Parson Weems

Parson Weems’ Tales:

Biography, Historical Fiction, or Fake News?

 Mason Locke Weems (1759 – 1825) was a writer, book store owner, book agent, and Episcopalian minister (or parson). Born in Maryland, he and his family lived in Dumfries, Virginia when he began traveling extensively to preach and sell books. He is most famous for writing the first biography of George Washington, The Life of Washington (1800). It was Parson Weems who wrote the story about a youthful George Washington chopping down a cherry tree – a story that everyone now delights in pronouncing a myth and a fiction. But what if the story is true?   

“The evidence that the story is true is equal to the evidence that it is false,” says Philip Levy in an online interview (Mount

Dr. Emorest Fogloft theorizes that, under certain unusual conditions, the act of writing a story causes it to happen retroactively. He believes that Parson Weems may have tapped into an energy that created those conditions. Fogloft also suggests that Montague Summers and Michael Sadleir somehow generated the “horrid mystery” novels listed in Jane Austin’s Gothic novel, Northanger Abbey (1818), even though the novels were all published before Summers and Sadleir were born. The protagonist of Northanger Abbey, a fan of mystery and horror fiction, is given seven Gothic novels, which Austin names by title and author. Most readers and scholars assumed that the seven titles listed were not real books. Montague Summers and Michael Sadlier researched the matter and discovered that the books existed.

Fogloft dismisses all scientific evidence that indicates writing a book can make the book appear years earlier. He argues that, “Most critics of my work are too quick to bring up the impossibility of time travel. Quantum physics suggests that time travel requires passing through a cosmic “tunnel” known as a wormhole. Wormholes would collapse almost as soon as they form, allowing only tiny particles to pass through them. The law of relativity suggests you must reach the speed of light to travel in time. I know these things. But these hindrances do not apply to my theory. For one thing, the raw materials are already in the past. By raw materials, I mean paper and ink and printing presses. They need not travel through a wormhole at all. Only words, or the image of words – and remember, image is light – or even the mental energy of thinking, the microscopic synapses in the brain…but this is neither the time nor the place to elaborate. Time-resolved crystallography may be involved.”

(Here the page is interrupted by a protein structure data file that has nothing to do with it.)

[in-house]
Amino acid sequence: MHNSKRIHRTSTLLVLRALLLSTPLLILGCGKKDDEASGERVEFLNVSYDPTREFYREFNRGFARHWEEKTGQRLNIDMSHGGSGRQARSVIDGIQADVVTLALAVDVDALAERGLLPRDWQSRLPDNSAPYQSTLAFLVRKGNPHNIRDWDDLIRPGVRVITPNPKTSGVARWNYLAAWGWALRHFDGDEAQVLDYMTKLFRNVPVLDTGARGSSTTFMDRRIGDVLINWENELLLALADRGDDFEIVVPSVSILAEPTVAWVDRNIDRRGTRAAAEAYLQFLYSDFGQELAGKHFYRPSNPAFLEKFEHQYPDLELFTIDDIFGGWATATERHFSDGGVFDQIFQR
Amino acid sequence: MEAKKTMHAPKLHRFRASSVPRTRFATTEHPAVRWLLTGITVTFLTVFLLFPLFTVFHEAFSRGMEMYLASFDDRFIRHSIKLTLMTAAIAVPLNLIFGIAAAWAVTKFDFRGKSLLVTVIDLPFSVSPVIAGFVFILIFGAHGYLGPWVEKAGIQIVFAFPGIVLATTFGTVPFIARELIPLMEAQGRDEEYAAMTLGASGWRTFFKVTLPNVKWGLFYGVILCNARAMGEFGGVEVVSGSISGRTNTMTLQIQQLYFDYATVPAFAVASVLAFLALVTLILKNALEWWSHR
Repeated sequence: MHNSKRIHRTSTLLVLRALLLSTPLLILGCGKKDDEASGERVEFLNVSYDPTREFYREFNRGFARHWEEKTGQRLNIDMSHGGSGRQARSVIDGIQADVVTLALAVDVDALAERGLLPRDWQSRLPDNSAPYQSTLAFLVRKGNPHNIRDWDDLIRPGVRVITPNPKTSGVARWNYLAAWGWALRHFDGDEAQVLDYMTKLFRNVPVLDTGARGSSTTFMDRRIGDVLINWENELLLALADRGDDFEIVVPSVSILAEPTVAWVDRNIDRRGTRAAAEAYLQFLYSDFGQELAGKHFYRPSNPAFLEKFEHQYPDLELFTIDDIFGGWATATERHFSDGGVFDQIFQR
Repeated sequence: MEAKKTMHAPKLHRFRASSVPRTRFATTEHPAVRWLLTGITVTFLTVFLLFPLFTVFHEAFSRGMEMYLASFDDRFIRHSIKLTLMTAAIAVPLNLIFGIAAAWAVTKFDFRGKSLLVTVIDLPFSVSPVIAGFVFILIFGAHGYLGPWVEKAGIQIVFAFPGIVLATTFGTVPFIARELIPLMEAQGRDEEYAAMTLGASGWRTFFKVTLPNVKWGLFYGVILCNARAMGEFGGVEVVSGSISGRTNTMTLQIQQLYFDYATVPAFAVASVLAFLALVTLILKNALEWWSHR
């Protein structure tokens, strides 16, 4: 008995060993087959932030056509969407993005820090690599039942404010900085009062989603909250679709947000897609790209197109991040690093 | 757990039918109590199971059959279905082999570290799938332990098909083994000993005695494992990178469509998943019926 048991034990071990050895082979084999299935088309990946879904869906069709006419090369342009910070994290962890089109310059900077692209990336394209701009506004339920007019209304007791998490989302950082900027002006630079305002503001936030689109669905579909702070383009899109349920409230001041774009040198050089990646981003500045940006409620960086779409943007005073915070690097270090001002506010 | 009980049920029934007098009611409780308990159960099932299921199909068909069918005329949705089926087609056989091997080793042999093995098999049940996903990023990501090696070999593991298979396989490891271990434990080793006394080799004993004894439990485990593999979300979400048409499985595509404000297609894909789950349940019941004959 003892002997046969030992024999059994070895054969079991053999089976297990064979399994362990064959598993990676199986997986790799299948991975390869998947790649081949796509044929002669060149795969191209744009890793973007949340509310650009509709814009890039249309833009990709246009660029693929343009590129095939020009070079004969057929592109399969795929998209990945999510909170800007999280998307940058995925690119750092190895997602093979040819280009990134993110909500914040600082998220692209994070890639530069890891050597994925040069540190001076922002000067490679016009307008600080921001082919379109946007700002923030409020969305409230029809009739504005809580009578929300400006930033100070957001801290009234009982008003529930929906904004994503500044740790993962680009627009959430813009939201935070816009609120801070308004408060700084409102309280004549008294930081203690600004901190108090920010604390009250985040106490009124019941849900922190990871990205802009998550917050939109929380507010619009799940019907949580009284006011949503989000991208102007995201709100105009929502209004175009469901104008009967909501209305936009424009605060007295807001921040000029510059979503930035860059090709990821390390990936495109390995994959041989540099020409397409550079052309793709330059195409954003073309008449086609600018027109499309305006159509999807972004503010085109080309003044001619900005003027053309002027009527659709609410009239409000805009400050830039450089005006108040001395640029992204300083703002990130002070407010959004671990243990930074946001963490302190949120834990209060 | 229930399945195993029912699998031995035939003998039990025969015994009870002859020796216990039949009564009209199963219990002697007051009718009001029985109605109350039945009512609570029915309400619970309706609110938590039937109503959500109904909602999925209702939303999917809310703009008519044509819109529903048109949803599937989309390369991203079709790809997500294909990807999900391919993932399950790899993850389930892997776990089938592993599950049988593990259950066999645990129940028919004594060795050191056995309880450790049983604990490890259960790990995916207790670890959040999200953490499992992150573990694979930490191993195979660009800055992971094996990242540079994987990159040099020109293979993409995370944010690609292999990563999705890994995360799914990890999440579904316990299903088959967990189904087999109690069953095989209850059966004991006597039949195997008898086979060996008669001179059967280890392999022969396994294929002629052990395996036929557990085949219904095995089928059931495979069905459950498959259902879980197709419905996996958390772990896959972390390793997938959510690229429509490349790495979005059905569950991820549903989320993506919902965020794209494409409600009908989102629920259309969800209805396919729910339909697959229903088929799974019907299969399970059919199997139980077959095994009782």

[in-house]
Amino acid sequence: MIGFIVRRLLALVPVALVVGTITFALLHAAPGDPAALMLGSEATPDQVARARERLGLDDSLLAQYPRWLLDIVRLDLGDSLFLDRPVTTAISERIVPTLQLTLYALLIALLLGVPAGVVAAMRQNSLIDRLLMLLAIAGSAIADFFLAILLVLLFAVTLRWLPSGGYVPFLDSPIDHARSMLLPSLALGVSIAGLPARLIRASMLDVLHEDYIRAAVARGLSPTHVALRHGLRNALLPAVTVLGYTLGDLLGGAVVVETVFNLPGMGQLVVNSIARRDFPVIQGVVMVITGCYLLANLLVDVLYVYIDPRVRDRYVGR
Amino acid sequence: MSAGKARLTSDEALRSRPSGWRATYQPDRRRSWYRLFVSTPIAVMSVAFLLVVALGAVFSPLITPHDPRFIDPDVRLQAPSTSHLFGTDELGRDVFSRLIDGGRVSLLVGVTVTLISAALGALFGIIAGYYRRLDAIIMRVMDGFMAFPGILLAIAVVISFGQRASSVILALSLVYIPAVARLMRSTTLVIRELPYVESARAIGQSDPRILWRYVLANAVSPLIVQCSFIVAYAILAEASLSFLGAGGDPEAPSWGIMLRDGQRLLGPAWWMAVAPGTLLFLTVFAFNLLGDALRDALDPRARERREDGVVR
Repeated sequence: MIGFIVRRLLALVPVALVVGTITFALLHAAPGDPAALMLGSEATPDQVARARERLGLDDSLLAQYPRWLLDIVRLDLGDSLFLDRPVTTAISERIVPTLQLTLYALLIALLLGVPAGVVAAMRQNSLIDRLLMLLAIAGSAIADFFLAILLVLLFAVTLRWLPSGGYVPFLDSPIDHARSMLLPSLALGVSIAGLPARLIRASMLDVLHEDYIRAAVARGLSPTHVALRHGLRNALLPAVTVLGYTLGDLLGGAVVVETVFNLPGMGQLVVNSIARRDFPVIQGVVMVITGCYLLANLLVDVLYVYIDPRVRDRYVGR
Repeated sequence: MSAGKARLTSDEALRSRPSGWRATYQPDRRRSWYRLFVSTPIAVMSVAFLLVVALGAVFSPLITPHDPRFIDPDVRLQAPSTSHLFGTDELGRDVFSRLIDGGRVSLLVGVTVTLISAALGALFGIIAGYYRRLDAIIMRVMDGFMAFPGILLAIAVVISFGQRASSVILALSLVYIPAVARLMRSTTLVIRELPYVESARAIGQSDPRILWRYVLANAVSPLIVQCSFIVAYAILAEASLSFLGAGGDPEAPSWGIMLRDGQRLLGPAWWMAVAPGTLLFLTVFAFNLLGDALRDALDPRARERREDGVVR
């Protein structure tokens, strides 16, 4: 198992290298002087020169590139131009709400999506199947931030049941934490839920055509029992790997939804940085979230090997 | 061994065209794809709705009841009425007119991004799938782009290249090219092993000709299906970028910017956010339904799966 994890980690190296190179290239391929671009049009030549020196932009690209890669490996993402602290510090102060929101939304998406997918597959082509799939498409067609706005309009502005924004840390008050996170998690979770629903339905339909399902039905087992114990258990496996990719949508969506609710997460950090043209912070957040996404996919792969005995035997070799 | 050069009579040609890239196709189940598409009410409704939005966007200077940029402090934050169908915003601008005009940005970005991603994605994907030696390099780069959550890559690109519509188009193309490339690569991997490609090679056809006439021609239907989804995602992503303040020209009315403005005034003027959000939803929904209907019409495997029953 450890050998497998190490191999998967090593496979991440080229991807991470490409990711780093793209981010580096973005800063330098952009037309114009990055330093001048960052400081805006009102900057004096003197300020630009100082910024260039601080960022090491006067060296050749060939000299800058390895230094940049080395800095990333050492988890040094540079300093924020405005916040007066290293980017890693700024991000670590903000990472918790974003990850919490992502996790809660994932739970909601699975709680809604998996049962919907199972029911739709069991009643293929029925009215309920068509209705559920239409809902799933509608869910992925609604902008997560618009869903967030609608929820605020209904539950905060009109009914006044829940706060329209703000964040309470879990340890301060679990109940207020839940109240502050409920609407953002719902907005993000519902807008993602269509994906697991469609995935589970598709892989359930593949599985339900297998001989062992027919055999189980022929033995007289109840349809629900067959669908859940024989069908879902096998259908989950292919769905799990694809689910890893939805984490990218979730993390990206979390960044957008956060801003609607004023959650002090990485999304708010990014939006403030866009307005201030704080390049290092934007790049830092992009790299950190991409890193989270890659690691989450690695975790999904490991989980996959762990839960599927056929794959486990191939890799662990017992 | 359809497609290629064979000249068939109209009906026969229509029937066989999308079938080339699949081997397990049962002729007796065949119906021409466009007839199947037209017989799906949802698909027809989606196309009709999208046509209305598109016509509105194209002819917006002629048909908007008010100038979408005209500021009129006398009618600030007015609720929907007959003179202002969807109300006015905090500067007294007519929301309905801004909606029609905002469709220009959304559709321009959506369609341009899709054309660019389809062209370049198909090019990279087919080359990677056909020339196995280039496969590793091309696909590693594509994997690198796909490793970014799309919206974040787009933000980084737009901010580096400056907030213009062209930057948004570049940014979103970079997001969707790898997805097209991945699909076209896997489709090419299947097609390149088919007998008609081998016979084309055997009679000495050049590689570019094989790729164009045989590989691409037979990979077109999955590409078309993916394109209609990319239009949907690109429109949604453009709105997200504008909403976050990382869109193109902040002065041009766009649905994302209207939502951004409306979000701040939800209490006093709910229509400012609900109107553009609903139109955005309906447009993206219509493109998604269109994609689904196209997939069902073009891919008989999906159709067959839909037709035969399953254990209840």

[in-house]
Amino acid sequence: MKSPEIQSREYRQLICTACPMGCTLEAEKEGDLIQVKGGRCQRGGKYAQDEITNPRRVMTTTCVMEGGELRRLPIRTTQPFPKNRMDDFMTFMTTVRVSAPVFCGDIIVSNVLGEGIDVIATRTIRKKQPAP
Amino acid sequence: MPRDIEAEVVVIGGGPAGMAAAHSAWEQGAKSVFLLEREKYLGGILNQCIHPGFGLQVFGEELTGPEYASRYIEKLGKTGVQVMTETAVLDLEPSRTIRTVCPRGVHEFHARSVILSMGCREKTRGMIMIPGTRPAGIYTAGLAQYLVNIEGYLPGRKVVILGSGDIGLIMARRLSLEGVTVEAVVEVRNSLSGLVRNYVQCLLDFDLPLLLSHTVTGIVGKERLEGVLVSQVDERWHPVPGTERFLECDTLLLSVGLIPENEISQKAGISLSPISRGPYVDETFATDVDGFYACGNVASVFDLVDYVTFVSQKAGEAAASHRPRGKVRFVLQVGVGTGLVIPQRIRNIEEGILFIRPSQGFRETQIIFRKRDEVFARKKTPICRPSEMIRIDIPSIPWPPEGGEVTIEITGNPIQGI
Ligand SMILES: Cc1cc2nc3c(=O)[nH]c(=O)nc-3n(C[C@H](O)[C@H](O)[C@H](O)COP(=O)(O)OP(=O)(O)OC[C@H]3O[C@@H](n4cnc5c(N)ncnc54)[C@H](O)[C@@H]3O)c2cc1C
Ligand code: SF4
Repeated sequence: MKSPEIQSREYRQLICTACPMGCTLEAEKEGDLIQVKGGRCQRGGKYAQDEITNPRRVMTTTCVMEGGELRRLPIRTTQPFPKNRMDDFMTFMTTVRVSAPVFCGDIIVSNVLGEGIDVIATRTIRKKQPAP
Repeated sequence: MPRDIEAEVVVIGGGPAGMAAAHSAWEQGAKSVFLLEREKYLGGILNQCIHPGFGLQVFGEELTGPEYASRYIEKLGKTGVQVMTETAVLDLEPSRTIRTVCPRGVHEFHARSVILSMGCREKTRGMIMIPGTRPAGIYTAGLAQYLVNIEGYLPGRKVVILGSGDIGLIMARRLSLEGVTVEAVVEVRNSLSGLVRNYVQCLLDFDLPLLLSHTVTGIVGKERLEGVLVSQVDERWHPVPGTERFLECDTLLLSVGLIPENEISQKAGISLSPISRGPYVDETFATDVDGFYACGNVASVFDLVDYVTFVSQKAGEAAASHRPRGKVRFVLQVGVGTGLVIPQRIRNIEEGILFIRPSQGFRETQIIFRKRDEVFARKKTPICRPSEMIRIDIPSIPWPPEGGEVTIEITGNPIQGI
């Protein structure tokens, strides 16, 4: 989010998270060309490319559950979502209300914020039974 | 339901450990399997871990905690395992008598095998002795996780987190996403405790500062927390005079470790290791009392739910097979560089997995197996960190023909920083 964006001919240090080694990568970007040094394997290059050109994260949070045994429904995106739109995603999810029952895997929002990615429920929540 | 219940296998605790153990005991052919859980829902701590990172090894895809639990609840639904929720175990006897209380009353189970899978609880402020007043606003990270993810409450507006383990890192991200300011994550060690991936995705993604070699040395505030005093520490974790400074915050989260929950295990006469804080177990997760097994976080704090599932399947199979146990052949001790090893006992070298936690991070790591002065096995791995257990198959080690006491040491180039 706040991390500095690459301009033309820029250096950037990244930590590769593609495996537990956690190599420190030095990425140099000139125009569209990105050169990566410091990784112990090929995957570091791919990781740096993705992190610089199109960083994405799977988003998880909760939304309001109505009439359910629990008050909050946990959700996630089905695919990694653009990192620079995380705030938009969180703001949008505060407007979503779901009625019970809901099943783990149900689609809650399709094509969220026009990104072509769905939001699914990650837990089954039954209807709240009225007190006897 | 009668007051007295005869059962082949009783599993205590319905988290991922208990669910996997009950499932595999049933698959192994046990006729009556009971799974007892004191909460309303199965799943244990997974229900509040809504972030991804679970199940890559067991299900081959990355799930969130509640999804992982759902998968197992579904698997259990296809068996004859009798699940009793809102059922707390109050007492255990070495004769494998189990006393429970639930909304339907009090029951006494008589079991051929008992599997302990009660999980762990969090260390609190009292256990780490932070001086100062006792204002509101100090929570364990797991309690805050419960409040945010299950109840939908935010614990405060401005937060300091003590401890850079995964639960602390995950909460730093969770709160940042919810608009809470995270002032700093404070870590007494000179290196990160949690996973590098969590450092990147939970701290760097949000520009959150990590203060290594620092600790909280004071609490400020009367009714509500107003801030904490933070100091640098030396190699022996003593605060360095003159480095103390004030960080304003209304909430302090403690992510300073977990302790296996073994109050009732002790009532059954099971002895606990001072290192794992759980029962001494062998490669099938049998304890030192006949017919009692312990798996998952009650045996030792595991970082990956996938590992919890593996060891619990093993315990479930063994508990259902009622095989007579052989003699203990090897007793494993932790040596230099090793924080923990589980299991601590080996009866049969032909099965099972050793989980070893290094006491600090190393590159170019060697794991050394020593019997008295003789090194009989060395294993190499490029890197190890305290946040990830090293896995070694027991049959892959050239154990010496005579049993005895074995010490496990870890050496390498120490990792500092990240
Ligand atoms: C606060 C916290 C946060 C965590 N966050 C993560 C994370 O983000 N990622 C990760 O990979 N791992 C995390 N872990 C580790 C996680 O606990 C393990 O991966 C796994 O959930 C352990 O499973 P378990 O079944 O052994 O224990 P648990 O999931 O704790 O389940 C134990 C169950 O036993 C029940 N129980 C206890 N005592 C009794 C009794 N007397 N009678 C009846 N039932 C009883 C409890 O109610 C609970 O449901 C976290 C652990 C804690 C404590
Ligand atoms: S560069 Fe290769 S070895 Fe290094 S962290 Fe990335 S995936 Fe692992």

We can be sure that Levy was not endorsing Professor Fogloft’s theory when he wrote, coincidentally, that “George Allan England was half right when he claimed that time and retelling had made it so the Cherry Tree “crystallized” into fact. It might not be fact, but its retellings and their effect on the landscape had crystallized the old tree into history.”

Works Cited

Levy, Philip. Where the Cherry Tree Grew. St. Martin’s Press. Kindle Edition.

Mount “Where the Cherry Tree Grew: An Interview with Phillip Levy.” Mount Accessed 19 June 2019.

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